Asian Cup success is the latest step in Australian football’s growth

As James Troisi smashed home an extra time winner in Saturday’s Asian Cup Final, the outpouring of joy from the majority of supporters at Sydney’s Stadium Australia was as much in relief than anything else.

The Socceroos had taken a first half lead against the Korea Republic only to be pegged back by a goal from superstar Son Heung-min with almost the final kick of normal time, leading to wild celebrations amongst the travelling fans.

Australia’s talisman, Tim Cahill, had been substituted around the hour mark, leaving a team that featured not a single player who could be described as a household name on the world stage.

They dug deep though and it was Cahill’s replacement, Tomi Juric, who battled brilliantly on the byline to put in the cross that allowed Troisi to fire home.

For the 76,385 people in attendance, it was arguably the biggest “I was there” moment in Australian football history, rivalled only by John Alosi’s penalty conversion to send the Socceroos to the 2006 World Cup.


The performance and result were a far cry from June of last year when coach Ange Postecoglou’s side trudged off the field following their third loss from three group games at the World Cup in Brazil.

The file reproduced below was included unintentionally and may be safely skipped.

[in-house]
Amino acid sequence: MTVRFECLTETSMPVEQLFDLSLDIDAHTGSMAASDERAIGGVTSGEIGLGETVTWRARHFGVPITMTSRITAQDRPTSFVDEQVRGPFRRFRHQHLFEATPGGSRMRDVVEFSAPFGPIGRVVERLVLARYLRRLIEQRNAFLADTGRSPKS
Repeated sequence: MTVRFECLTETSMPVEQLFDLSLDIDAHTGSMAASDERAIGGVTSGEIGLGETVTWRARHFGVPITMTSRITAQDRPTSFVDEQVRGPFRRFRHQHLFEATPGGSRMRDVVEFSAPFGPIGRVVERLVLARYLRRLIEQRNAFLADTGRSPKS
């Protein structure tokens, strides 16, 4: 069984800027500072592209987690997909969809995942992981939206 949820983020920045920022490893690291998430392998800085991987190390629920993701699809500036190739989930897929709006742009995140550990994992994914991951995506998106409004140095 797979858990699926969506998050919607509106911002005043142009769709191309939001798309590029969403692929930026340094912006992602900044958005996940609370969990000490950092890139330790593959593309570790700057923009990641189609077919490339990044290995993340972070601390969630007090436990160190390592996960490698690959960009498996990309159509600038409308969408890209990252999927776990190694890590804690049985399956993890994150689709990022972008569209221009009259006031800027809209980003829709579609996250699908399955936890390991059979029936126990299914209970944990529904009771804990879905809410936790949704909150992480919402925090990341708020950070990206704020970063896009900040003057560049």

Defeats to Chile, the Netherlands and Spain weren’t unexpected from a squad in transition, having lost almost all of the “Golden Generation” that had guided them to three successive finals appearances, while Postecoglou had only been in the job a wet week having replaced Holger Osieck after qualification had been achieved.

Gone from the set up were names synonymous with Australian football for more than a decade – Harry Kewell, Mark Viduka, Mark Schwarzer, Brett Emerton and Lucas Neill amongst others – leaving a couple of established veterans, Cahill and Mark Bresciano, and a new breed who for the most part had come through the A-League system.

There was a huge challenge on the horizon after Brazil, with just six months to prepare for an Asian Cup on home soil, and it was essential that the Socceroos didn’t flop in front of a nation that includes plenty of naysayers.

I want us to shed ourselves of this inferiority complex that Australian players and coaches can only do things a certain way, because I am Australian I am limited in what I can do.

– Ange Postecoglou

Since leaving Oceania for Asia in after the 2006 World Cup, Australia have performed strongly and were hopeful of going one better than 2011 when they suffered an extra time defeat to Japan in the Asian Cup Final.

However, a pre-tournament slide down the FIFA rankings did little to stir optimism and there were questions around whether Australia would even make it out of a group that also featured Korea, Oman and Kuwait.

Socceroos aside, the tournament was a wonderful success, with great stories throughout, including the first appearance in a major tournament by the Palestinian national team and China’s adoption of a young Aussie ball boy.

A total of 649,705 fans passed through the turnstiles, far exceeding the target of 500,000, and there were some enthralling games, not least the quarter final match up between Iran and Iraq which included a refereeing controversy, a first half red card, late goals, extra time, and penalties.